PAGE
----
Neonicotinoids are a highly pervasive environmental contaminant. A U.S. Geological Survey (USGS) study last year found high levels of neonicotinoids in Midwestern waterways, where agricultural intensity is strong. Another USGS study found that neonicotinoids contaminate over half of urban and agricultural streams across the U.S. and Puerto Rico. Neonicotinoids have become the fastest growing class of insecticides in agriculture. They are now the  most widely used class of insecticide chemicals  and are registered in  more than 120 countries. Studies continue to question the efficacy of these chemicals in pest control, showing  no yield increases  as a result of their use. Beyond food production, neonics are  frequently detected in nursery plants  sold at big box home and garden centers throughout the United States. And recent research also produced by the Harvard School of Public Health finds these chemicals to be  ubiquitous in our environment  during flowering season, present in a vast majority of pollen samples taken throughout the state of Massachusetts.

The impacts these chemicals have on  birds  (a single kernel of neonic-coated corn  is enough to kill a songbird),  honey bees,  wild pollinators, and other  beneficial organisms  are  clear and has been  well-researched. Large-scale use of neonicotinoids can also alter and harm aquatic communities. Aquatic invertebrates, which  play an important role  in ecological diversity, are especially susceptible —  neonicotinoids can exert  adverse effects  on survival, growth, emergence, mobility, and behavior of many sensitive aquatic invertebrate taxa.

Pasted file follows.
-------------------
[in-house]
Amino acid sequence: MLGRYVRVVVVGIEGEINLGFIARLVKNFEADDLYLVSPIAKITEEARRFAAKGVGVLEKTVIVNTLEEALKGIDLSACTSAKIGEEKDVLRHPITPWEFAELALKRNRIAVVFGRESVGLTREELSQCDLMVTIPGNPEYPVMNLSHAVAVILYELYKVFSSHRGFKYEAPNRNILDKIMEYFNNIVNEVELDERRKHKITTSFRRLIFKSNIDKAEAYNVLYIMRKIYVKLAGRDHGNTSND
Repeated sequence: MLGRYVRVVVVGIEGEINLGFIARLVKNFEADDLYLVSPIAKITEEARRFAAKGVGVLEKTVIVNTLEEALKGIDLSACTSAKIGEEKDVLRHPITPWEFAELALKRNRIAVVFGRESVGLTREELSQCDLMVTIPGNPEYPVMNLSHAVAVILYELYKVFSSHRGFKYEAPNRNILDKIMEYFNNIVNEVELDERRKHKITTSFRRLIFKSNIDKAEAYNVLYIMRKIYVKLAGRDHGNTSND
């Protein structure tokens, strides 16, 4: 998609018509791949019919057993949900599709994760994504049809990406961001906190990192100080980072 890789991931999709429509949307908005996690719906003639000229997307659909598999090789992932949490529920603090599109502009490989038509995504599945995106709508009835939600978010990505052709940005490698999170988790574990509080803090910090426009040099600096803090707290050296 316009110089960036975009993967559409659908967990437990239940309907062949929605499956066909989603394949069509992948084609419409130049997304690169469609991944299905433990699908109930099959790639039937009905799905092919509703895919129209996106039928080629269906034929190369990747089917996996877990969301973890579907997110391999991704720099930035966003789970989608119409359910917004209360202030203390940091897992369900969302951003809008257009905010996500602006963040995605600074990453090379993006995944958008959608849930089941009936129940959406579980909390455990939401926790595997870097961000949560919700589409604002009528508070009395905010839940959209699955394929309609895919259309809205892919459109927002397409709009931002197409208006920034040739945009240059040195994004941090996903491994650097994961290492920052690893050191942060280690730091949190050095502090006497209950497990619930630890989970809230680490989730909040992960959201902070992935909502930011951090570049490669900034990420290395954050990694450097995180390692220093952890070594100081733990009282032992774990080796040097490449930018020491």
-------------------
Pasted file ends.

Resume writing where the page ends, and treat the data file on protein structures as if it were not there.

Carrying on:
With independent science both in and outside of the U.S. pointing to a growing list of impacts from neonicotinoid pesticides, advocates argue that it is critical that federal scientific agencies tasked with protecting human and environmental health be able to inform the public without repercussions from an industry whose only interest is in protecting profits. For more information, see PEER’s  pattern of science manipulation at USDA. To see the history of industry influence in federal agencies, visit  this link  to Beyond Pesticides’  Daily News blog.

Source: E&E News (subscription required); PEER

All unattributed positions and opinions in this piece are those of Beyond Pesticides.

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One Response to “USDA Continues to Suppress Independent Science on Bee-Killing Pesticides”

  1. 1
    Bill Says:

    It sure sounds like Dr. Honeycutt has been corrupted by the pesticide chemical industry, disturbing!